protein-rich hays, such as alfalfa, are unhealthy and should be avoided.
Females in their last trimester of pregnancy, nursing mothers and growing
youngsters require higher levels of protein (about 12%) and may benefit from supplemental feeding. Fresh water should always be
available along with mineral salt. Alpacas are sensitive to the deprivation of
essential minerals including, but not limited to, selenium and phosphorus.
When green forage or hay from areas of specific deficiencies is fed, animals
must be directly compensated for the mineral(s) that are lacking in their
Although generally hardy and disease resistant
animals, alpacas greatly benefit by preventative medicine and ready access to
veterinary services. A priority for new alpaca owners should be to enlist
the services of a veterinarian with alpaca and/or llama experience or, if
none is available, find a local veterinarian that is interested in the species and very willing to learn. A health program should include
vaccinations to protect against enterotoxemia, tetanus and other diseases of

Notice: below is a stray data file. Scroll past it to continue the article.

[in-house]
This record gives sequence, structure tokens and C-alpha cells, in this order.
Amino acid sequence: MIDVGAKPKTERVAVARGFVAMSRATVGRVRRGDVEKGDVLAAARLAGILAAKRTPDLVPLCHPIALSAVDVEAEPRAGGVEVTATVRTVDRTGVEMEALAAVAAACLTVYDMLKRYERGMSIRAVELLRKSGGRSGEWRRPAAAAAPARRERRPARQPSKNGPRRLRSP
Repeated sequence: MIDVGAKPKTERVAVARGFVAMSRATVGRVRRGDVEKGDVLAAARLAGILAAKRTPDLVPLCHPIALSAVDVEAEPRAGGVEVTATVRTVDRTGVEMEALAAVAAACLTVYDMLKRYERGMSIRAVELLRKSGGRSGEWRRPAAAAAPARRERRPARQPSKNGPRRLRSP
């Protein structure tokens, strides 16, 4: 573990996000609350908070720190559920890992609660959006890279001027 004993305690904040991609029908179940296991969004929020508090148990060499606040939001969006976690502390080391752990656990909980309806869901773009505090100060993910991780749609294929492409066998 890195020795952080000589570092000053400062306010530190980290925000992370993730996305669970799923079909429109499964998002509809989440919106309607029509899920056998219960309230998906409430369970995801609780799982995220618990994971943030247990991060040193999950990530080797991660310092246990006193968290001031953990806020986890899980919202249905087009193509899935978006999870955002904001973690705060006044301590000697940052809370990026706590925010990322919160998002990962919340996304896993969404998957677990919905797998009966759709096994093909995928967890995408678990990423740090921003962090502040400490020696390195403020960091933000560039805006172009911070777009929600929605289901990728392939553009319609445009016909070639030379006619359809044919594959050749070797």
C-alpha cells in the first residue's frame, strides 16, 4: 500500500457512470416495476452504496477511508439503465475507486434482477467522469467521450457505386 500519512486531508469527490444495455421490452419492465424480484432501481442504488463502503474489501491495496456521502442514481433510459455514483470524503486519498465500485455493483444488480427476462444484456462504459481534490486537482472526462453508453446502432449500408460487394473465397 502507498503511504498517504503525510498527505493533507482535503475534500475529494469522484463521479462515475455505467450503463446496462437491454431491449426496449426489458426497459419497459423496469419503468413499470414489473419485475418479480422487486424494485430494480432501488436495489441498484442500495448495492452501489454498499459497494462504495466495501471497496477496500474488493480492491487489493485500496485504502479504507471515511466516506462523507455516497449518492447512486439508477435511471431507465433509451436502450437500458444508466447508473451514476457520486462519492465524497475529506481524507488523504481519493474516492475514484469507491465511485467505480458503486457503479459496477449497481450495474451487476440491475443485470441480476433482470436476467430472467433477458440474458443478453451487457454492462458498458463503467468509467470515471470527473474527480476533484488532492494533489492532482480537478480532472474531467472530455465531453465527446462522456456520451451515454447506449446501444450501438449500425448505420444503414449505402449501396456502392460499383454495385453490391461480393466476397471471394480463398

local concern, as well as, control of internal and external parasites.
An alpaca's nails should be trimmed regularly and not allowed to grow long
and curl. Their teeth should be inspected and incisors trimmed if excessively long. The fighting teeth of adult males are often cut
off at gum level. Shearing alpacas, at least every second year, will further
add to their happiness and well being.
Female alpacas are ready for breeding when they have reached 75% of
their adult weight which usually occurs between 12 and 24 months of age.
Since a few may become pregnant as early as 6 months of age, it is important
to separate young ladies from intact males from this age until they are ready
for breeding. Sexually mature females are induced ovulators and do not exhibit estrus cycles typical of most domesticated
animals. If not pregnant, a mature female is usually "open" or "receptive" to